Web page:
Sports clubs and athletes from Caerphilly County Borough joined in with a four-day social media blackout as part of a protest against online abuse.
The boycott began at 3pm on Friday, April 30 and came to an end at 11.59pm on Monday, May 3.
Bargoed RFC, Caerphilly RFC and Penallta RFC were among the rugby clubs to join in with the boycott, alongside the Welsh Rugby Union and Dragons Rugby.
The Welsh Football team also joined in with the blackout, alongside Welsh Premier Women’s League side Cascade Ladies and Aber Valley FC.
Wales international Natasha Harding and darts world champion Gerwyn Price also took part, as did Crumlin-based Valleys Gymnastics Academy.
Sports clubs and athletes from across the UK and further afield took part in the blackout.
In a statement prior to the blackout, the Welsh Rugby Union said it “will be part of the sporting world’s boycott of social media this weekend in the collective bid to tackle online racism, discrimination and abuse.
“This is a matter that the WRU takes seriously, having shed light on the abuse received by its players in the past – most recently during this year’s Guinness Six Nations campaign.”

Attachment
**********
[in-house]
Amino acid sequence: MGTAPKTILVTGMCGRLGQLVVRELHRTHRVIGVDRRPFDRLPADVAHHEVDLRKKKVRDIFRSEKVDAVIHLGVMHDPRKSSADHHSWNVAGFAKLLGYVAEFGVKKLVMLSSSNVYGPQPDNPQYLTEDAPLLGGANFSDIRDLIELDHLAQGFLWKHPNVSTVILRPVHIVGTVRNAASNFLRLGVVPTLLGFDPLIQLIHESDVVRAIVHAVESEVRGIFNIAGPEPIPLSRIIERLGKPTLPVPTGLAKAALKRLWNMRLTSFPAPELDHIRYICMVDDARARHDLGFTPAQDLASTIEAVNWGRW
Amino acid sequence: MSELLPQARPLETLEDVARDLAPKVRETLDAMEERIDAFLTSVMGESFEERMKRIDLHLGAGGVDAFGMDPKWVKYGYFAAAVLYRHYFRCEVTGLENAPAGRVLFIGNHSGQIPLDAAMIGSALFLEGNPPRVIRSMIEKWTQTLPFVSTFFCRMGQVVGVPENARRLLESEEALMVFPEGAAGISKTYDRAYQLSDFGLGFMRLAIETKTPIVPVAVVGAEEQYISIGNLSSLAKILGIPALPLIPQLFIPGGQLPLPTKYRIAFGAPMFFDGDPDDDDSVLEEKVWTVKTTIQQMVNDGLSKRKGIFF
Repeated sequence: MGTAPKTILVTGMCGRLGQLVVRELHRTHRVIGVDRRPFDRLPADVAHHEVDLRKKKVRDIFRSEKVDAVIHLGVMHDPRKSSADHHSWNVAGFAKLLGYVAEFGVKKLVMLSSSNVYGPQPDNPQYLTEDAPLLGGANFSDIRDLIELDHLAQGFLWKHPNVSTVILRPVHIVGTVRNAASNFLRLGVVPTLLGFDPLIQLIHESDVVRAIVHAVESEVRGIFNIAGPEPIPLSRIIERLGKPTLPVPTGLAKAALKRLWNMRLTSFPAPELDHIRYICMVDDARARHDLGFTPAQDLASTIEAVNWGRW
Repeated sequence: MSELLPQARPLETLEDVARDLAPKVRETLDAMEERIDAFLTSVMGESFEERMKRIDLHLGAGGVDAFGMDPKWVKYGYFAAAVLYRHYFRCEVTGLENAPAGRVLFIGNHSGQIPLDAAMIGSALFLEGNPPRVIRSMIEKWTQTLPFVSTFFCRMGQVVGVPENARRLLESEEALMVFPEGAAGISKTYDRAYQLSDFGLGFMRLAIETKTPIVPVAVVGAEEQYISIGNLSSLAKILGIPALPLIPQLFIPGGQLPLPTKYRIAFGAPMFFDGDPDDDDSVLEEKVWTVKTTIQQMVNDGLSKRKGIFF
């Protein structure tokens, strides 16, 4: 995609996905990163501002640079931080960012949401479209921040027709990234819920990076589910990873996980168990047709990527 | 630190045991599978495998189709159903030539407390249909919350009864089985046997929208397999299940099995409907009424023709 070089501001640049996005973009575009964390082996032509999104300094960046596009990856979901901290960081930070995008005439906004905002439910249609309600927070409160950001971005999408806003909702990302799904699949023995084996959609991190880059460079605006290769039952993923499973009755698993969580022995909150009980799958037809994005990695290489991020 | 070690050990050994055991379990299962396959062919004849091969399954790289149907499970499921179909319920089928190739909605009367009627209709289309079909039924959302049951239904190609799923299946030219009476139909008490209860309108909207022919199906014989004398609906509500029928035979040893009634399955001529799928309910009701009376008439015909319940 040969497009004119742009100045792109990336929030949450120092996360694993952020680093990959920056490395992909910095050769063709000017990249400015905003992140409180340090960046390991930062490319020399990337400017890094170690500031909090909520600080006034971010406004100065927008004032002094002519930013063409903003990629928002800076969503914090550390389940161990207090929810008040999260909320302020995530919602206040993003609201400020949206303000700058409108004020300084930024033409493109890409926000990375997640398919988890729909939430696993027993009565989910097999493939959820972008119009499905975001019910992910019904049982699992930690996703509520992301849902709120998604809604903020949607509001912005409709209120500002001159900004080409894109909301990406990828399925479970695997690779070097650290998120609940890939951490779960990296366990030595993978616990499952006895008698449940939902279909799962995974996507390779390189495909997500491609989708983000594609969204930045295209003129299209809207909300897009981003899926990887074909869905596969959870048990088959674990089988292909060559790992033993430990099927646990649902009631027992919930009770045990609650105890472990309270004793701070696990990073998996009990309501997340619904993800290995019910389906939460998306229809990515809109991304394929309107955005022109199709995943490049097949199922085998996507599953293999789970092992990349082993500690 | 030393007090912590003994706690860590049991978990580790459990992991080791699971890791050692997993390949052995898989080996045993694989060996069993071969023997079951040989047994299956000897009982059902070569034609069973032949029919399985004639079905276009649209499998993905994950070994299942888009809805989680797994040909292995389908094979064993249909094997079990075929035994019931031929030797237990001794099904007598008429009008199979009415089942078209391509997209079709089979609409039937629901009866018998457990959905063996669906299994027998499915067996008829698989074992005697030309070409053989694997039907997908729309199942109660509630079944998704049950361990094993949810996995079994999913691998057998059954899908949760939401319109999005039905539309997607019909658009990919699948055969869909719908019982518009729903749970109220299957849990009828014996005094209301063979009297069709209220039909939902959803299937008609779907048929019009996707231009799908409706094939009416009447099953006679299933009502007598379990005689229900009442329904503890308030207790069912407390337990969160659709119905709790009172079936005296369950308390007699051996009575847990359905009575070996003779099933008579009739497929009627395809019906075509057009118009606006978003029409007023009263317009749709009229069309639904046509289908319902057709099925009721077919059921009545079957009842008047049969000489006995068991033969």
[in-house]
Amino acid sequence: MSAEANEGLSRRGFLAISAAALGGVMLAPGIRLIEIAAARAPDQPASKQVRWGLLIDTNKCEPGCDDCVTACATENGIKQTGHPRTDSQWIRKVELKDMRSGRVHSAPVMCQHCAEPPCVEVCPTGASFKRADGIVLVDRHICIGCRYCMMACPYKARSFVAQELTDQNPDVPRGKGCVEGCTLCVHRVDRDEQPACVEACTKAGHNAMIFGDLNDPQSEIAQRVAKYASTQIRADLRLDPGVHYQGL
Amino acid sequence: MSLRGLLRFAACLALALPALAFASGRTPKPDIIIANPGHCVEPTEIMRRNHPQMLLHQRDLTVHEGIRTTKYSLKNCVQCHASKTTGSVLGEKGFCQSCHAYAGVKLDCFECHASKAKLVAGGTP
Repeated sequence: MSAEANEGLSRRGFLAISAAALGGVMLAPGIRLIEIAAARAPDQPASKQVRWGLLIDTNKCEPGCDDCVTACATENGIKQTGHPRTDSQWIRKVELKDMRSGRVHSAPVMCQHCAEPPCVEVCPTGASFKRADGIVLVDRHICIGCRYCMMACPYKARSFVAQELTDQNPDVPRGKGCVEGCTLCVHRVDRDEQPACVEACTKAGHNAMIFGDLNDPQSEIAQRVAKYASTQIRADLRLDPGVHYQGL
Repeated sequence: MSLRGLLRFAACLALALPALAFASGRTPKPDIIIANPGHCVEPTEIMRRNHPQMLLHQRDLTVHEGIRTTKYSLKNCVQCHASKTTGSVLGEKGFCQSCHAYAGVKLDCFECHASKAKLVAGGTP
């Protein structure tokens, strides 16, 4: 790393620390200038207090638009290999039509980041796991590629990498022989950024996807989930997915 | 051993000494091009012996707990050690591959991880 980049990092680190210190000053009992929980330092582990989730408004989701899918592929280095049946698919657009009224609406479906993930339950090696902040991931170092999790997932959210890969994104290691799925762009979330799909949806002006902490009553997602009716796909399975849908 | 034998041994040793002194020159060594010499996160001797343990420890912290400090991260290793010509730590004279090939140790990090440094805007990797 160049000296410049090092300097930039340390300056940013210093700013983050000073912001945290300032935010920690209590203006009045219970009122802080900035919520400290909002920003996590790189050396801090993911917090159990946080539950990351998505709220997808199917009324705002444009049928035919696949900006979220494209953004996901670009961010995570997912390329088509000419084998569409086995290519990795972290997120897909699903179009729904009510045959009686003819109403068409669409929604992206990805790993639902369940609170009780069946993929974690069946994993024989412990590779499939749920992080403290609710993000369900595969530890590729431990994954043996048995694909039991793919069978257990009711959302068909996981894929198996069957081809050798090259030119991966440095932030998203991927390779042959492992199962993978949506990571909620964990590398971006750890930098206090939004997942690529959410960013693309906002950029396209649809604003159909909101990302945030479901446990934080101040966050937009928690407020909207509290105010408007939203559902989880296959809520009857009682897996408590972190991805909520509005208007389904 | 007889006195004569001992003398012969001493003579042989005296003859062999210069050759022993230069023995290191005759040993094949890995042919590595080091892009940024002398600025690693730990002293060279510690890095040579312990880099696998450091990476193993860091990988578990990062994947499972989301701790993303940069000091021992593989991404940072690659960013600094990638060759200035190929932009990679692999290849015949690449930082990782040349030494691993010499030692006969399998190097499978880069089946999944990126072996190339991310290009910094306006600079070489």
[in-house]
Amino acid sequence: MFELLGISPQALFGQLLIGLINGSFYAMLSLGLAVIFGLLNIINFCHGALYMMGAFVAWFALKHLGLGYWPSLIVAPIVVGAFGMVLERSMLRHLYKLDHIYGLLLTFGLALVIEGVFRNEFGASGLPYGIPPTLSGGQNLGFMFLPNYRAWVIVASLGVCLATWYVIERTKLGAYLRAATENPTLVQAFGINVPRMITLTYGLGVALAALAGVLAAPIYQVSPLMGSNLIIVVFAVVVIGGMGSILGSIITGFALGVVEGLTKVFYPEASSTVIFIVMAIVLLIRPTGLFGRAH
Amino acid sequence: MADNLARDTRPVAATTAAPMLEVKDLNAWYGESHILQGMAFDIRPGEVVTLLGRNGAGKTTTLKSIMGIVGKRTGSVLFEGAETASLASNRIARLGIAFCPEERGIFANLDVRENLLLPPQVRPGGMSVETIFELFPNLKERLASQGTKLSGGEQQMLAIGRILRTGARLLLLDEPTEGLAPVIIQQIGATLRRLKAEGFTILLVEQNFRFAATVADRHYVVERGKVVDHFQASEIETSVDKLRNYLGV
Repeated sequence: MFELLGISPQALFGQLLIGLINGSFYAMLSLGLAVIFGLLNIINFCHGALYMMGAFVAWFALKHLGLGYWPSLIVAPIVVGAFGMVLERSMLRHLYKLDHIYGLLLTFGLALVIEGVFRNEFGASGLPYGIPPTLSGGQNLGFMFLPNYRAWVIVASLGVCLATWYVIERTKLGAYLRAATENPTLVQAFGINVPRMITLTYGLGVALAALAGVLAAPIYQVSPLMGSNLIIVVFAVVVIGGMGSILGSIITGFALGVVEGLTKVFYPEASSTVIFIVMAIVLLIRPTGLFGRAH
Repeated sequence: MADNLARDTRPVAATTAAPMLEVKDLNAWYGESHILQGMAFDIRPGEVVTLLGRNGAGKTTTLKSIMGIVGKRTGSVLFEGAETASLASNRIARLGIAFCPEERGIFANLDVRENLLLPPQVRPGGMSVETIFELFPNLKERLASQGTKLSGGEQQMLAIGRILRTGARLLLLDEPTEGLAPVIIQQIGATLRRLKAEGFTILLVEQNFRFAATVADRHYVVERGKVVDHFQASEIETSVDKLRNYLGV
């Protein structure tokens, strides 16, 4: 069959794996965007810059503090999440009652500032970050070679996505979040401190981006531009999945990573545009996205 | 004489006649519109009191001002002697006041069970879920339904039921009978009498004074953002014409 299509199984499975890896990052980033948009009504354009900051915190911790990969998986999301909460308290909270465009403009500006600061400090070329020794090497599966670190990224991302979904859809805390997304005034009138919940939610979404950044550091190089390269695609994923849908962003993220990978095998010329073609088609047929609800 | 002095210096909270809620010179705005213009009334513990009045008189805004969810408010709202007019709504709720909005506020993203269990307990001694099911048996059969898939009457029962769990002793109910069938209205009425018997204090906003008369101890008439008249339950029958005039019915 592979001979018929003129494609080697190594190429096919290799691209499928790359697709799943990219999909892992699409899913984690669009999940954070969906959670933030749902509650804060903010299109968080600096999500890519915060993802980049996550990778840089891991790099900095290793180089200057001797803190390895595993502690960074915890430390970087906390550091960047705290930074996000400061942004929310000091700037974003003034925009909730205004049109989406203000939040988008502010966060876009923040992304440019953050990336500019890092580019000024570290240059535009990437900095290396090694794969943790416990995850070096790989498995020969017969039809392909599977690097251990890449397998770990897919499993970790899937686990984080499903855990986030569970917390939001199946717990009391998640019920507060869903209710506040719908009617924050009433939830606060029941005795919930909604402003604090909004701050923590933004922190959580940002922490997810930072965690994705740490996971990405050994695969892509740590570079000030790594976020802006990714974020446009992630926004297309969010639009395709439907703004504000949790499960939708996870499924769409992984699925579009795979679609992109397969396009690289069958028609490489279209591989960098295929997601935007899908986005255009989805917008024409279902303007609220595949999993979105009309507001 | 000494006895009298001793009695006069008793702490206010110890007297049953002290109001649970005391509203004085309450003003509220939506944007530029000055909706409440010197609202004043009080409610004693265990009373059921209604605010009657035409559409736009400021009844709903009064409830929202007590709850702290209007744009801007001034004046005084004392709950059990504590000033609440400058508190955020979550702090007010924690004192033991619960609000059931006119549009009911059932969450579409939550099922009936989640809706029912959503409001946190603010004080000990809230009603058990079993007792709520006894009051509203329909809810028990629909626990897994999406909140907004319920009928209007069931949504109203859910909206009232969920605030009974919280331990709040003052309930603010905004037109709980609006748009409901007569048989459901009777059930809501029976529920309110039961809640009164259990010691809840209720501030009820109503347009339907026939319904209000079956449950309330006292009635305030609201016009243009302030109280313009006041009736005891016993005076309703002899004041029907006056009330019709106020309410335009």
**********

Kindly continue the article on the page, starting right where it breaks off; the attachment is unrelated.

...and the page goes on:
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The statement continued: “We are aware that eradicating online abuse won’t happen overnight, but we hope that this weekend’s social media boycott will be the first of many steps towards doing so.”
Dragons rugby star Ashton Hewitt, who used to play for Cross Keys, has previously spoken out about the racist abuse he has received on social media.
Hewitt, who was targeted in a string of vile racist tweets after the Dragons were beaten by the Scarlets in January, penned an open letter that month following the abuse.
He said: “As somebody who has experienced racism throughout my life, within the sport I’ve always played, I want to do what I can to ensure that younger people don’t have to experience some of the things that I did and feel the way I have felt.
“I wasn’t always confident enough to speak up on issues around racism out of fear of ‘rocking the boat’ and raising an issue that nobody else around me would understand.
“This allowed racism to continue unchecked. I also recognised that the number of role models to look up to in my sport weren’t plentiful and as I get older and look past the team, there are a lack of role models throughout entire organisations. This is something I believe must change.”
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